Since the 16th century, the most famous minority group in the country have been the Gitanos, a Roma group.
Spain harbours a number of black African-blooded people — who are descendants of populations from former colonies (especially Equatorial Guinea) but, much more important than those in numbers, immigrants from several Sub-Saharan and Caribbean countries who have been recently settling in Spain. There are also sizeable numbers of Asian-Spaniards, most of whom are Chinese, Filipino, Middle Eastern, Pakistani and Indian origins; Spaniards of Latin American descent are sizeable as well and a fast growing segment.
The important Jewish population of Spain was either expelled or forced to convert in 1492, with the dawn of the Spanish Inquisition. After the 19th century, some Jews have established themselves in Spain as a result of migration from former Spanish Morocco (actually Melilla enjoys the highest ratio of Jews in Spain), escape from Nazi repression and immigration from Argentina. The Spanish law allows Sephardi Jews to claim Spanish citizenship.
A sizeable and increasing number of Spanish citizens also descend from these communities, as Spain applies jus soli and provides special measures for immigrants from Spanish-speaking countries to obtain Spanish citizenship.
Roman Catholicism is the most popular religion in the country. According to several sources (CIA World Fact Book 2005, Spanish official polls and others), from 94% to 81% self-identify as Catholics, whereas around 6% to 19% identify with either other religions or none at all. It is important to note, however, that many Spaniards identify themselves as Catholics just because they were baptized, even though they may not be very religious.
Evidence of the secular nature of contemporary Spain can be seen in the widespread support for the legalization of same-sex marriage in Spain — over 70% of Spaniards support gay marriage according to a 2004 study by the Centre of Sociological Investigations. Indeed, in June 2005 a bill was passed by 187 votes to 147 to allow gay marriage, making Spain the third country in the European Union to allow same-sex couples to marry. This vote was split along conservative-liberal lines, with PSOE and other left-leaning parties supporting the measure and PP against it. Proposed changes to the divorce laws to make the process quicker and to eliminate the need for a guilty party are also popular.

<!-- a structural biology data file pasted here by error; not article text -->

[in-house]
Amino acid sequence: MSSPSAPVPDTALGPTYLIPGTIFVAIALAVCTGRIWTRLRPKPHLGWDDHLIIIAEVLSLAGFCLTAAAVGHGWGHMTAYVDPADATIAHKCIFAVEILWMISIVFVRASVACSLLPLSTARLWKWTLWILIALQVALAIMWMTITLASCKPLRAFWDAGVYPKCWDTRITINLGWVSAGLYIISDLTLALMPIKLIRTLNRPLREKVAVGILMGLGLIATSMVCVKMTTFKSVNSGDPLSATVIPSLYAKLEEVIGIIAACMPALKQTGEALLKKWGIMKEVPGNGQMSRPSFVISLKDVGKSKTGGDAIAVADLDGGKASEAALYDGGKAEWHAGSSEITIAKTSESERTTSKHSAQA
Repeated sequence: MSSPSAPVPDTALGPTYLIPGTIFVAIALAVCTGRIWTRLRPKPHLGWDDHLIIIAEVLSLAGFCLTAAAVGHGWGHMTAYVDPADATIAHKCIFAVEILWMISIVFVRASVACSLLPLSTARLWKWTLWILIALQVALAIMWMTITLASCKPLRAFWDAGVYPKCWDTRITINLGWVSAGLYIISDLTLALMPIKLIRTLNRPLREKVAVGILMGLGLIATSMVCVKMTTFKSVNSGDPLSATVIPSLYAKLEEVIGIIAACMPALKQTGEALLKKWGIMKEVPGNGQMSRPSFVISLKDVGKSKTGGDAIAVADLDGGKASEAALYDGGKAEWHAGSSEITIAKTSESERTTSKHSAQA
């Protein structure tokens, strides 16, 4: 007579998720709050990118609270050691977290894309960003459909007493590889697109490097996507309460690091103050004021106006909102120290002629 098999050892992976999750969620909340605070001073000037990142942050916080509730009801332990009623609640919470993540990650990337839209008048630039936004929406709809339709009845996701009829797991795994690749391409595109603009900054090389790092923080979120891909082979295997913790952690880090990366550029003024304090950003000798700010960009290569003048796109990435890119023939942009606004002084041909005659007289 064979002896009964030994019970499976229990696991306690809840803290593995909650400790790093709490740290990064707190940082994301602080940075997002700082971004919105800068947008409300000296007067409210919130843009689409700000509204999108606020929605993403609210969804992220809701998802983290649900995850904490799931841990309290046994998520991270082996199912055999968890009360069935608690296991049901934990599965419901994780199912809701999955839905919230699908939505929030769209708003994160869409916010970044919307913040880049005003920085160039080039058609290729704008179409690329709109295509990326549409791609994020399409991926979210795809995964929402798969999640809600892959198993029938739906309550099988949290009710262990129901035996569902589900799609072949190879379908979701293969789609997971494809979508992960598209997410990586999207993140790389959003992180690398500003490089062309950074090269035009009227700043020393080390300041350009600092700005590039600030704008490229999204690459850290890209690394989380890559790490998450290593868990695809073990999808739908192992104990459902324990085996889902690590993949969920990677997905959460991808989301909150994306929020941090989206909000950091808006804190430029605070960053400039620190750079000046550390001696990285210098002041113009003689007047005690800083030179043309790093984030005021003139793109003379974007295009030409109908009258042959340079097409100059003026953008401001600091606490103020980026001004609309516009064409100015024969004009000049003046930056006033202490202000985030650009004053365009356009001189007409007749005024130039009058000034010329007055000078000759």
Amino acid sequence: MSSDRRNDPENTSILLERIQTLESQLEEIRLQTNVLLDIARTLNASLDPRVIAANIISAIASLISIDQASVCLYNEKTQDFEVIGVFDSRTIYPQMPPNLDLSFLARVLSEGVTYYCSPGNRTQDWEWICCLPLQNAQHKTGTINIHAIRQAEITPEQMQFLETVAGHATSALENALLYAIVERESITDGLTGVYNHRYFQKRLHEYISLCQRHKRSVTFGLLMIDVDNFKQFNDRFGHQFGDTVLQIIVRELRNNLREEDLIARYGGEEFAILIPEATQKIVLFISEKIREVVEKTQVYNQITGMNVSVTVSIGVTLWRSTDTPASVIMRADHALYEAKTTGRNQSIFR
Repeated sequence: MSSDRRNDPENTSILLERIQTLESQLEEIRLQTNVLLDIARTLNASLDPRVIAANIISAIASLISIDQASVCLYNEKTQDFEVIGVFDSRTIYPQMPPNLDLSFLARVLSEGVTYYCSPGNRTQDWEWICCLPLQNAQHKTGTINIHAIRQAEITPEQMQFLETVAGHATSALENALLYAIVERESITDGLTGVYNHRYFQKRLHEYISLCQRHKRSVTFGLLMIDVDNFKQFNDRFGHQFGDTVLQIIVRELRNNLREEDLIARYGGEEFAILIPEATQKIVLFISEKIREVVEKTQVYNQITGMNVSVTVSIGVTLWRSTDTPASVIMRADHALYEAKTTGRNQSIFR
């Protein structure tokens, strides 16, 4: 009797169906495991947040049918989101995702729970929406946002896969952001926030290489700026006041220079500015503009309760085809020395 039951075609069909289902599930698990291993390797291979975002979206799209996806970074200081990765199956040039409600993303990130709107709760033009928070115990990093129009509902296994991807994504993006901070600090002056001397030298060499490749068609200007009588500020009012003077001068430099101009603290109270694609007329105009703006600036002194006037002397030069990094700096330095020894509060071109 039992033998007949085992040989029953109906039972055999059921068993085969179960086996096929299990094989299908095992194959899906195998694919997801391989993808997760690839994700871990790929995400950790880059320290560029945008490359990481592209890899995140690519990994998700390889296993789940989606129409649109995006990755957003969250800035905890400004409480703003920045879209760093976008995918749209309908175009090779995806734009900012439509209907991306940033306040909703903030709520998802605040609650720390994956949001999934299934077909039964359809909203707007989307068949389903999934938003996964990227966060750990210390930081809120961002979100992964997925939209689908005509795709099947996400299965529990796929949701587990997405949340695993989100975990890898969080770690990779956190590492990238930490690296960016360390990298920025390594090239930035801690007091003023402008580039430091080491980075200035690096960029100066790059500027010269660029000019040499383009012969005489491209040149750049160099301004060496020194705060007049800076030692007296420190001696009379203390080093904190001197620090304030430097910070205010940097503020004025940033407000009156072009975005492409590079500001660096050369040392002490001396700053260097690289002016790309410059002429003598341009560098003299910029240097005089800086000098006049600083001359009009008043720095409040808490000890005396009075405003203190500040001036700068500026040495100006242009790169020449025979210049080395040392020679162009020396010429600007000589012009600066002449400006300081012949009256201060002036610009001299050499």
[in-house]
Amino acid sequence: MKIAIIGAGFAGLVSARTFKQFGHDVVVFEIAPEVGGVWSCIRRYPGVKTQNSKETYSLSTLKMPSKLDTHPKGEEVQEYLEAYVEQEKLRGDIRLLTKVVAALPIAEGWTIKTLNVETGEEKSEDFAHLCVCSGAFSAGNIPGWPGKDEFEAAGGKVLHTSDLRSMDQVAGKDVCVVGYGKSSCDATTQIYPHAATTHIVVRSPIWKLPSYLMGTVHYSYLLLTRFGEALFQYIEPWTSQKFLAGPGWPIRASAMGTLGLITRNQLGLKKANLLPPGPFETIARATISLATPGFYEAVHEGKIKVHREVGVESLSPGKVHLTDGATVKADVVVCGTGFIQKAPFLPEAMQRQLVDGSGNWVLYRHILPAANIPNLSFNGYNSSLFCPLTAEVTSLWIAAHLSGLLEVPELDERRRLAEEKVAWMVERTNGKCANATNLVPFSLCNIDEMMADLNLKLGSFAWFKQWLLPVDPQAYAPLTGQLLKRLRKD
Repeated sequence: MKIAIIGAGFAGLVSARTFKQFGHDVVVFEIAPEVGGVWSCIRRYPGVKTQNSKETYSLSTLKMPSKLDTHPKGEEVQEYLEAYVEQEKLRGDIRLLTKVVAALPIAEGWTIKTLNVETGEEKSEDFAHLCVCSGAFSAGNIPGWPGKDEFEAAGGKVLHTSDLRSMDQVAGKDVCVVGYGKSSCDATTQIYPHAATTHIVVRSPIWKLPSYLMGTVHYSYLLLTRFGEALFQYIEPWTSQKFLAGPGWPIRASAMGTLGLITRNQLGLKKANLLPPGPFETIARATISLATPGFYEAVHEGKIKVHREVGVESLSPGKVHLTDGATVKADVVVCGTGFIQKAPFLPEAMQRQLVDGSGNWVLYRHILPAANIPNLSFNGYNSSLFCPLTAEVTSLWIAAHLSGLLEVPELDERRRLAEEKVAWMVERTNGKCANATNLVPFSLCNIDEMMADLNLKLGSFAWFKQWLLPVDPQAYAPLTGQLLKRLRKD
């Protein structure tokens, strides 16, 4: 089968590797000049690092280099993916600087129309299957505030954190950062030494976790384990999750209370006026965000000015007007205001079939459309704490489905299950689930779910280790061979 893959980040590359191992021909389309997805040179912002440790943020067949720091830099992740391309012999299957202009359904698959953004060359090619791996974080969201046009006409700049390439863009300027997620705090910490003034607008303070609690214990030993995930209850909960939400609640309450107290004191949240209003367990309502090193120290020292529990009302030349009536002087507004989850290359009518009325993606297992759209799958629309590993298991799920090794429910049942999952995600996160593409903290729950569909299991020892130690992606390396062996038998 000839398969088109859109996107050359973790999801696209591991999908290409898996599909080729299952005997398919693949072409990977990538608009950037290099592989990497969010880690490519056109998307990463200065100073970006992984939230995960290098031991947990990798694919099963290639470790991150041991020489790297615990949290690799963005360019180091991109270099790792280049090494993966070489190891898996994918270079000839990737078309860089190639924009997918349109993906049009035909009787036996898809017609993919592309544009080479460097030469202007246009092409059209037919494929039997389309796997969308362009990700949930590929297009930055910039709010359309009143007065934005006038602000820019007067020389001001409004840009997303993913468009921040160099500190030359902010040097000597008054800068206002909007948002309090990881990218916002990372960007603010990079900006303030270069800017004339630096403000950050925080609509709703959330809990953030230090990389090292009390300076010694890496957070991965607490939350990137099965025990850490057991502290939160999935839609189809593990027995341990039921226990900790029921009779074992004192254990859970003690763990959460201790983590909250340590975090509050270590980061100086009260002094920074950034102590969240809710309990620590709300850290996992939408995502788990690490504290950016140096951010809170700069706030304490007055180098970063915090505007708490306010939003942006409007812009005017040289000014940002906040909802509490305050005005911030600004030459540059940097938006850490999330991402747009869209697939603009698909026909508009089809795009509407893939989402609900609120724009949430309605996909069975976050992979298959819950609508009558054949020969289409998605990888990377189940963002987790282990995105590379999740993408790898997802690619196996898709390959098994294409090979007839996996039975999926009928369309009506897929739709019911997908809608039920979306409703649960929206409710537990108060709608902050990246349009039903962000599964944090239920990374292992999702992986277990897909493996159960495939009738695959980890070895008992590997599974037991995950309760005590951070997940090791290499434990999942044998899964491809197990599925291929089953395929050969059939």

There are also many Protestant denominations, all of them with less than 50,000 members, and about 20,000 Mormons. Evangelism has been better received among Gypsies than among the general population; pastors have integrated flamenco music in their liturgy. Taken together, all self-described "Evangelicals" slightly surpass Jehovah's Witnesses (105,000) in number. Other religious faiths represented in Spain include the Bahá'í Community.
The recent waves of immigration, especially during and after the 90's, have led to an increasing number of Muslims, who have about 1 million members. Muslims had ceased to live in Spain for centuries, ever since the Reconquista, when they were given the ultimatum of either convert to Catholicism or leave the country. By the 16th century, most of them had left the Spanish kingdom. However, the colonial expansion over Northern and Western Africa during the 19th and 20th centuries supposed that large numbers of Muslim populations (those in the Spanish Morocco and the Sahara Occidental) were again under Spanish administration, with a minority of them getting full citizenship. Nowadays, Islam is the second largest religion in Spain, after Roman Catholicism, accounting for approximately 3% of the total population. Hindus and Sikhs account for less than 0.3%.
Since the expulsion of the Sephardim in 1492, Judaism was practically nonexistent until the 19th century, when Jews were again permitted to enter the country. Currently there are around 50,000 Jews in Spain, all arrivals in the past century and accounting less than 1% of the total number of inhabitants. There are also many Spaniards (in Spain and abroad) who claim Jewish ancestry to the Conversos, and still practise certain customs. Spain is believed to have been about 8% Jewish on the eve of the Spanish Inquisition.
Over the past thirty years, Spain has become a more secularized society as the number of believers has decreased significantly. For those who do believe, the degree of accordance and practice to their religion is diverse.
- Reporters Without Borders world-wide press freedom index 2002: Rank 40 out of 139 countries.
- The Economist Intelligence Units worldwide quality-of-life index 2005: Rank 10 out of 111 countries (above countries like the United States of America, the United Kingdom, and France)
- Nation Master's list by economic importance: Rank 9 of 25 countries, only surpassed by G-8 members (except Russia) and Australia.
- Nation Master's list by technological achievement: Rank 18 of 68 countries.
|North Atlantic Ocean||Bay of Biscay||France • Andorra|
North Atlantic Ocean
Strait of Gibraltar
The Sagrada Familia by night, Barcelona
Aran valley, Catalonia